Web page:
Welcome to the July edition of our newsletter, including:
- Reminder: Our Conference – 07 Sept deadline
- Qualitative Methods Workshop – thank you
- Note from Victoria University
- Job alert: University Teacher at Sheffield University
- Recently on our blog
If you have any notices / messages you would like us to circulate to the group, please let us know (including events, new research projects, grants, publications, etc.). Or other ideas for the group and feedback for us, they’re welcome too!
This is our last newsletter of the summer – we will be back in September!
1. Reminder: Our Conference – 07 SEPTEMBER deadline
Just a quick reminder about our conference, which will take place in Belfast, Northern Ireland.
As last year, our call for submissions is a 150-word abstract, which would then be turned into a 1,000-1,500-word blog post. To submit your abstract – please click here. We welcome researchers, academics and practitioners from all disciplines and at all levels, and of course promote methodological pluralism.
You can find all the information about our conference on our website – here.
The most important and immediate deadline: abstracts must be sent to us by Friday, 07 September. We will try to remind you closer to the time, but as term has not started for many of us, please put this in your diaries now.
Any questions, please get in touch with Marc: email@example.com
2. Qualitative Methods Workshop – thank you
Thanks to everyone who came along to our Qualitative Methods training workshop: we hope you found it an interesting and helpful day. Thank you also to our co-organisers, the PSA Early Careers Network and Interpretive Political Science specialist group, and to University of Sheffield Politics Department for hosting the day.
The workshop included presentations on elite interviewing from Professor Andrew Hindmoor; observation from Dr Marc Geddes, and focus groups from Dr Kate Dommett. Attendees also shared tips and advice from their own research projects and considered how to use qualitative methods in future work.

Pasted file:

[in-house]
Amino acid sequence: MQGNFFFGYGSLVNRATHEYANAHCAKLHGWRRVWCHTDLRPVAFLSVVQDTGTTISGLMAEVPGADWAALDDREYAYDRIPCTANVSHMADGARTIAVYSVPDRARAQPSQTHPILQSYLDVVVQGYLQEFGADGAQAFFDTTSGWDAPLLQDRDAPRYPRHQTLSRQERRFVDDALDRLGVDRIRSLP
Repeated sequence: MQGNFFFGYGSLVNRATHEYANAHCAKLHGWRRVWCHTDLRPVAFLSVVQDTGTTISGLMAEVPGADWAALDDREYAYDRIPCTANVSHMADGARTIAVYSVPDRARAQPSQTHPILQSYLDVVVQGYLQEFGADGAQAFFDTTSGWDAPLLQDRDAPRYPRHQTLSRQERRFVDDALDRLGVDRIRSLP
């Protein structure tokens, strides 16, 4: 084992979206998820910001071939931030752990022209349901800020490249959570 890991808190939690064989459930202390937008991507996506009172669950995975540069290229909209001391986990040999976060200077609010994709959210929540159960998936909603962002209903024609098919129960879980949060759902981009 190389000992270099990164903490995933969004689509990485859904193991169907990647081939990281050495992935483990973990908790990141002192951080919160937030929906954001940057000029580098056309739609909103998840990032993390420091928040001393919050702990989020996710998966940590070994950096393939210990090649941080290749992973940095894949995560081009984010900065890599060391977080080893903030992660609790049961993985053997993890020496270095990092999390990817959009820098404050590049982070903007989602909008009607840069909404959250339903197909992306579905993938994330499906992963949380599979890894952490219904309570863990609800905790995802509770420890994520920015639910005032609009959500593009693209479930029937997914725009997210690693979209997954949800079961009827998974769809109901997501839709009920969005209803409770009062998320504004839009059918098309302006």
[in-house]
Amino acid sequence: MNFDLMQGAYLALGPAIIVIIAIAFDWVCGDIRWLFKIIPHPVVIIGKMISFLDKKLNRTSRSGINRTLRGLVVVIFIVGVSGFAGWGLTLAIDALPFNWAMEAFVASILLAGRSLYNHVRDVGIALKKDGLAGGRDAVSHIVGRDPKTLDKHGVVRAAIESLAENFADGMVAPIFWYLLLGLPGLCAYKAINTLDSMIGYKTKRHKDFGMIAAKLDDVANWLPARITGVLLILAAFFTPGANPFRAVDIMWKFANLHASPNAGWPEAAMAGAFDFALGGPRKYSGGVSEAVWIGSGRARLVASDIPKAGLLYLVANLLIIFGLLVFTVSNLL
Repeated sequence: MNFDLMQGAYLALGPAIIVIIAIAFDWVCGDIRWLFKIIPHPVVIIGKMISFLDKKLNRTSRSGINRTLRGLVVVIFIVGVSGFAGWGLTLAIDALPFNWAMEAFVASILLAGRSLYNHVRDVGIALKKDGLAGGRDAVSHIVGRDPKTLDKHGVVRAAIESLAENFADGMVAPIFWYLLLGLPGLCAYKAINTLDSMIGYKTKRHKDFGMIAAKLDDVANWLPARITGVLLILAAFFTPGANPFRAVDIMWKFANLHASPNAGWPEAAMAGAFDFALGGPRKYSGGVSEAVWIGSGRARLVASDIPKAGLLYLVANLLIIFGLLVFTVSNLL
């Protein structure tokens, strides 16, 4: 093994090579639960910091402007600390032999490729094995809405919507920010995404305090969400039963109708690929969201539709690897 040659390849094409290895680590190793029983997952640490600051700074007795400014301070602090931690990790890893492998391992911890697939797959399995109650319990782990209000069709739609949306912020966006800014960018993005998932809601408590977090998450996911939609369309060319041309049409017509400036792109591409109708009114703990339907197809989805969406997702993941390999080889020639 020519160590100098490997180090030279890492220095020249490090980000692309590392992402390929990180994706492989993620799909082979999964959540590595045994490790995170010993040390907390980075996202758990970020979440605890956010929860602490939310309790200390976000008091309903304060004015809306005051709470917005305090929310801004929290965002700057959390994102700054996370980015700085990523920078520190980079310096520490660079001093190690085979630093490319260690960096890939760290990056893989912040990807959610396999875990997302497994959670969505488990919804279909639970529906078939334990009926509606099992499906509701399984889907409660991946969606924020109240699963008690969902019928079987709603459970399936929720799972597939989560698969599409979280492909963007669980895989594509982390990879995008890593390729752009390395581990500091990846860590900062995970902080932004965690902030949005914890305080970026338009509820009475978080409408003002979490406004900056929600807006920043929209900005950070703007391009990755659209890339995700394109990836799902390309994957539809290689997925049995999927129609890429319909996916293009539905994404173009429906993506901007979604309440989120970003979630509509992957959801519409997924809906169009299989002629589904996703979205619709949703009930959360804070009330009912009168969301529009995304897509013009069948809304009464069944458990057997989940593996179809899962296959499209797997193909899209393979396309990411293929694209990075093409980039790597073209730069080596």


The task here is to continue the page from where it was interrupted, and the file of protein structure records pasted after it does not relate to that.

If you would like to organise a future methods workshop, get in touch on firstname.lastname@example.org
3. Note from Victoria University
Anna Barry from Victoria University of Wellington, NZ, has been in touch to ask for support on her current project. Below is a summary of the project – if you had any tips or suggestions or knew of specific literature on this topic, then please get in touch with Anna. Her email address: email@example.com.
Victoria University of Wellington, in collaboration with the Office of the Clerk of the House of Representatives, is undertaking a research project called ‘Parliamentary Scrutiny of the Quality of Long-term Governance and Stewardship’. The principal output will be in the form of a report for the Standing Orders Committee to help inform its review of Standing Orders. The research includes a review of any international literature on this topic, as well as current practices in a selection of countries including the UK, Canada, the Scandinavian countries, and Australia. Scrutiny in this case is focusing on reports to the House and plenary debates on these (mandated or otherwise), select committee scrutiny (including reports, inquiries and other items of business) and the role of institutions equivalent to New Zealand Officers of Parliament.
4. Job Alert: University Teacher at Sheffield University
The Department of Politics at the University of Sheffield are looking for a University Teacher in British Politics and Public Policy, to start on 01 September 2018.
The deadline for applications is 12 July.
The position is recommended for anyone who has expertise in British politics, parliamentary studies, public policy and governance.
Find out more by clicking here.
5. Recently on the blog
- Challenges for Female Members of Parliament in Tanzania Meg Munn (Global Partners Governance)
- Contributing to the first full-scale review of Lords scrutiny committees in a quarter-century Brigid Fowler (Hansard Society)
- Is Parliament Fit for Purpose? Mark Bennister (Canterbury Christ Church)
- The EU Withdrawal Bill raises questions about the role of smaller opposition parties in the legislative process Louise Thompson (Surrey)
- The Deliberative Costs of Strict Party Discipline Udit Bhatia (Oxford)
- The Potential Impact of Institutional Collapse on Northern Ireland’s Public Accounts Committee Clare Rice (Queen’s University Belfast)